by STIRworldApr 06, 2021
In the winter of 2008, Japanese architecture studio Junya.Ishigami+Associates completed the Workshop building for Kanagawa Institute of Technology in Japan. In that same year, the project for creating a versatile semi-outdoor plaza began and reached its completion in 2020.
To understand what the word ‘versatile’ would mean in this university space, the studio looked at the diverse ways in which the students would be spending their time, particularly in their leisure period. There is a purposeful ambiguity in how the plaza can be used and it is this versatility that makes it a peaceful space to be in. “It is such a place where the centre of gravity is more about "how to spend" than "how to use”. When the emphasis is on how to use, the focus is on achieving the purpose, but when the emphasis is on how to spend, the emphasis is on physical experience over time, although there is a loose purpose,” says Junya Ishigami, the principal architect of the project.
The space can be for taking a nap, lying down to think, talking, sharing food with each other, or set up stalls during the institute's festivals to turn it into a market.
Given that the semi-outdoor setting was an important requirement for the location, it wasn’t enough to just provide a windswept area for the purpose of avoiding rain or sunlight while maintaining the existing environmental characteristics. The outdoor space in the university is surrounded by high school buildings, which give the space an artificial look and lacks diversity as a landscape. In order to tackle this dullness, the ‘‘soto’’ or the “outside’’ was taken into consideration, where half of the existing environmental characteristic were left untouched while some architectural elements were added to the other half.
Inside the plaza, the plane is spread over the entire site and the height of the building has been kept as low as possible. This is advantageous to the plaza as it accounts for the existing height difference of two meters that is lower than other campus levels, aiming for a volume that becomes almost like a new ground integrated with the terrain. A large iron plate, which bends loosely to create a curved surface, is supported by a structure and hung on the four surrounding walls. With no pillars inside, a recessed floor surface parallels the curved surface above. The ceiling height has been set minimum with respect to the size of the plane. The roof has 59 openings and the low height of the ceiling suppresses the wraparound of light brightening only the perimeter of the opening and maintaining moderate darkness elsewhere.
“On a rainy day, a lot of raindrops from the opening create a pillar of rain inside, and a hazy landscape appears. You can feel the sound of rain echoing indoors and the raindrops in front of you. Changes in nature as a physical experience appear as a landscape,” mentions Ishigami.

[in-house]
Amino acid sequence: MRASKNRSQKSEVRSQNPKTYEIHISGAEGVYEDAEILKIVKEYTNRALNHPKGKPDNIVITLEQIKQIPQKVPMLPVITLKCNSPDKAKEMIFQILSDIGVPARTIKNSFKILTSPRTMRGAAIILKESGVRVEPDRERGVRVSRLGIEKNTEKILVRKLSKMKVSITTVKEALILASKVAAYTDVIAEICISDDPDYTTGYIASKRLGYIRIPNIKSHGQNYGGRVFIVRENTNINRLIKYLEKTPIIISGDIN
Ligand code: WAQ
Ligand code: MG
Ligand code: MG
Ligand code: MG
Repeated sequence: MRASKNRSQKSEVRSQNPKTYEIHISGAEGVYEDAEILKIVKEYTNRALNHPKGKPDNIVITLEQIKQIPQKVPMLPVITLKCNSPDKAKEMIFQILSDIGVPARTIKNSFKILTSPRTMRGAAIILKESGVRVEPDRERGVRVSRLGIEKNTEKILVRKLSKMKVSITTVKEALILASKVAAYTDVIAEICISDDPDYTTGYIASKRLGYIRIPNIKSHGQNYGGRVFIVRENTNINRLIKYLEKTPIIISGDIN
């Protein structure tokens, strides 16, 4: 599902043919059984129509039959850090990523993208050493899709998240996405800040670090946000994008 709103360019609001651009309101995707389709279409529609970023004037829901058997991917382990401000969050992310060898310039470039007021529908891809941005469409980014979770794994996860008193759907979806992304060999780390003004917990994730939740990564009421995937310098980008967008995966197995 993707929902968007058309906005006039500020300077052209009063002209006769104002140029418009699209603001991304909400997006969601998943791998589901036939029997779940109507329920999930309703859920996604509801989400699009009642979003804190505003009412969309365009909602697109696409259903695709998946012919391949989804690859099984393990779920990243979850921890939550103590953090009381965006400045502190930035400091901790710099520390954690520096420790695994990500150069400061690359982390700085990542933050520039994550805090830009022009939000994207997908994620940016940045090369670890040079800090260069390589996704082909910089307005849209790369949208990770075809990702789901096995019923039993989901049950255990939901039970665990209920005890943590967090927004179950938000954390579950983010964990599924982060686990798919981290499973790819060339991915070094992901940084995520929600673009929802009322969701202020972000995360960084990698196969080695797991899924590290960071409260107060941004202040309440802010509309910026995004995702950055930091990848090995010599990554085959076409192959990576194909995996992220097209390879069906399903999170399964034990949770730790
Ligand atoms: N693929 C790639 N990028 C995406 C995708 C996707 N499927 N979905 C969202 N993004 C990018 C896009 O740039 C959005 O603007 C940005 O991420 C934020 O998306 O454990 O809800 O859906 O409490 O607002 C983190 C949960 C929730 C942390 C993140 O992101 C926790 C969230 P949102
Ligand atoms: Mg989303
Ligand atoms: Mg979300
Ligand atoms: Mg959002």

For the structure, 83 piles and 54 earth anchors were used for the reinforced concrete underground beam foundation. The height difference between the floor and slope is close to five meters, and the structure is similar to that of a suspension bridge rotated 360 degrees. The maximum span is about 90 meters, and the ceiling height changes by about 30 cm due to heat shrinkage of the iron plate. The ceiling height is about 2.2 to 2.8 meters and the thickness of the roof iron plate is 12 mm.
Ribs as compression rings are planned within three meters of the outer circumference of the roof iron plate so that the burden of tension on the wall is reduced. The floor is covered with permeable asphalt used for paving roadways and high-pressure washing is used to remove oil and paint. Rainwater is instantly absorbed and flows under the floor, keeping the floor dry.
The absence of furniture in the plaza is another strategic move by the studio to enhance a person’s experience of the place, without any external connections between the body and the floor of the plaza. The slope allows people to sit down, stand up or even lie down comfortably. The horizon creates spatial segmentation and expanse at the same time, and in the landscape it appears as if that they are gathered but separated. A lot of different senses of distance and density are created, and it is synonymous with people gathering and blending into the environment.
Talking about the thought behind why the plaza has been set up without furniture, Ishigami says: “I thought that the relationship between humans and the environment would be as close as possible. I want to build a direct relationship between the body and the environment so that when I sit on the ground, I feel nature strongly, and when I sit on the floor, I feel intimate with architecture".
Name: Plaza of Kanagawa Institute of Technology
Location: Kanagawa, Japan
Principal architect: Junya Ishigami
Project team: Taeko Abe, Shuma Tei, Motosuke Mandai, Sachie Morita, Toru Yamada, Masayuki Asami, Federico Lepre
Design and construction period: 2008-2020
Client: Ikutoku Gakuen / Kanagawa Institute of Technology
Surface area: 4,109.78m2